Home > Africa, Conflict & Security, Editorial, Politics > Somalia’s Collapse

Somalia’s Collapse

An effort must be made to shed light on fighting in Somalia, to better understand the factions involved in war, and the means to peace. The conflict has too easily been disfigured by the loose phrase: ‘international terrorism’ leading to a misunderstanding and misrepresentation of the what is in fact taking place.

The Islamic Courts have their own multiple dimensions, their reasons for having at least in the past been popular in Mogadishu, and there is history behind their increased militancy. Conflict between clans, a lack of power sharing or compromise, and self-interested foreign interference contribute to chaos. The Transnational Government is legitimated mainly by international recognition, and it is hard to argue that it is otherwise much different or nationally more popular than any other major Somalian faction.

Regional tensions in neighbouring countries have been on the rise. Ethiopia risks internal strife as its own population – especially in its Somali Regional State – may revolt due to the strain of war. Eritrea and Ethiopia, rivals with disputed territory and memories of war between them, may use Somalia as a means of waging a proxy war.

The African Union has recognized the Transitional Government, though it has shown discomfort in this decision and isn’t showing great enthusiasm in helping. Meanwhile, the US has given its support to the Transitional Government, or more accurately to Ethiopia in its fight to decide the emergence of Somalia’s future government. Here, fear of terrorism and war on terror are used to justify American and Ethiopian action – a rhetoric preceding violence that may serve only to further radicalize the Islamic Courts and drive out its foundations of moderation.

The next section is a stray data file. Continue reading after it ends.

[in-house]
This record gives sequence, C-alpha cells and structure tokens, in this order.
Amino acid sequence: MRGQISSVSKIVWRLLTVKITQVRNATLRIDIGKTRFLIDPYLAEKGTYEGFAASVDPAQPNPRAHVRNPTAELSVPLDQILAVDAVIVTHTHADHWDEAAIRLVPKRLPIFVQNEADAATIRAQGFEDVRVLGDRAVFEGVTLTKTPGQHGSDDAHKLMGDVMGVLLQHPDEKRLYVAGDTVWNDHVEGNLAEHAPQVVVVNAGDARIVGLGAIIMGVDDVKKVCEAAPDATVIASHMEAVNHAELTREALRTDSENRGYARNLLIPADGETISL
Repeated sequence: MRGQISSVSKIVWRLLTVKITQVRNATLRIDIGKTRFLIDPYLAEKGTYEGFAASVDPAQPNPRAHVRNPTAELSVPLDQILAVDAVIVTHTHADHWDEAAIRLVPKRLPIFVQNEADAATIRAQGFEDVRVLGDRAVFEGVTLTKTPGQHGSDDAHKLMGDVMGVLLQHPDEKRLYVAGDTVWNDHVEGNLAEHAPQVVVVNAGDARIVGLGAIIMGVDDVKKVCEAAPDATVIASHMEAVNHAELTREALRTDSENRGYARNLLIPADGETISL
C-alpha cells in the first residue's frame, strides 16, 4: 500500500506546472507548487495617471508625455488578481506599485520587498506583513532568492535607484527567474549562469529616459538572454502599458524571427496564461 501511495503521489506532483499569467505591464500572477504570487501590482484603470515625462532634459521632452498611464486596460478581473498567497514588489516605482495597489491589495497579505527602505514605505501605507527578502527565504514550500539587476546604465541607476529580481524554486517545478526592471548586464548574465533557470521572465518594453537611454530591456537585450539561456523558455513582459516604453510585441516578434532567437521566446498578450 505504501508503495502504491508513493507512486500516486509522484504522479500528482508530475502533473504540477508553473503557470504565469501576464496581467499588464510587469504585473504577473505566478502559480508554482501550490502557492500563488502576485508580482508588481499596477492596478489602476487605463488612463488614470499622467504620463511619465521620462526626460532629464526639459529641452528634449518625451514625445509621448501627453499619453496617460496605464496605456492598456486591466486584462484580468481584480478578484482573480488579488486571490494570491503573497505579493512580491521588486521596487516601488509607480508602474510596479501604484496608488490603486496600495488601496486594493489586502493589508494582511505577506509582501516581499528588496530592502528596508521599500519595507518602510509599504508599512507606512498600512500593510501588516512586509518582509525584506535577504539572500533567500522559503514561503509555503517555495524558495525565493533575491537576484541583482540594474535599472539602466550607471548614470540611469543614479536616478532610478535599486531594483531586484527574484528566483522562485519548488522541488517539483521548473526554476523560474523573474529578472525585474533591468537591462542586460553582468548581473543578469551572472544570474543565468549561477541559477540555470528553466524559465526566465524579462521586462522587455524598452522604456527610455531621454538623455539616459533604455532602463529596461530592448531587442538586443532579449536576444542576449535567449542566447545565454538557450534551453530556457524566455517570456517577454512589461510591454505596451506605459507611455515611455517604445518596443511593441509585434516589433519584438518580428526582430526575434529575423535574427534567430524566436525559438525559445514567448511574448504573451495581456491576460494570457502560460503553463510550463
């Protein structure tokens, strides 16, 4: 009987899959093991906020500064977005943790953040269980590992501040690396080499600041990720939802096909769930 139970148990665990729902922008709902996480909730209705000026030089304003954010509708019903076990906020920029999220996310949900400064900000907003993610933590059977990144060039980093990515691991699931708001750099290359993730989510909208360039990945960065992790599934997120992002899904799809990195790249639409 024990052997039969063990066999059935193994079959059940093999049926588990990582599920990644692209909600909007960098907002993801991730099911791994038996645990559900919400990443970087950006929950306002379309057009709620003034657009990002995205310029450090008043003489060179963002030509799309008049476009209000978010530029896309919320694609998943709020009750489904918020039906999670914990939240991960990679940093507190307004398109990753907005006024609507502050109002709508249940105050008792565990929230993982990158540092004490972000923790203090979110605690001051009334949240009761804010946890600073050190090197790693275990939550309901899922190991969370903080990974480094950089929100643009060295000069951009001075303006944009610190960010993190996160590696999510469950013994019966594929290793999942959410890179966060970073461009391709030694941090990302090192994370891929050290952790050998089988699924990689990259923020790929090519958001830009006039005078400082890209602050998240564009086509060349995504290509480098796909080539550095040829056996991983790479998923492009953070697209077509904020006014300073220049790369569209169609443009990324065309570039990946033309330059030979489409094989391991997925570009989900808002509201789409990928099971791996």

The Power and Interest News Report (PINR) investigate the conflict and active factions in a recent report titled “Somalia Falls into Political Collapse.” The report states that “during the last two weeks of April, armed conflict in Somalia became more intense as the Ethiopian occupiers of the country and the forces of its Transitional Federal Government (T.F.G.) undertook major military operations against a rising insurgency composed of Islamists, nationalists and militias affiliated with the Hawiye clan family in Somalia’s official capital Mogadishu.”

The report is worth reading to further understanding of Somalia’s war. The complete text is available here.

Advertisements
  1. No comments yet.
  1. No trackbacks yet.

Leave a Reply

Fill in your details below or click an icon to log in:

WordPress.com Logo

You are commenting using your WordPress.com account. Log Out / Change )

Twitter picture

You are commenting using your Twitter account. Log Out / Change )

Facebook photo

You are commenting using your Facebook account. Log Out / Change )

Google+ photo

You are commenting using your Google+ account. Log Out / Change )

Connecting to %s

%d bloggers like this: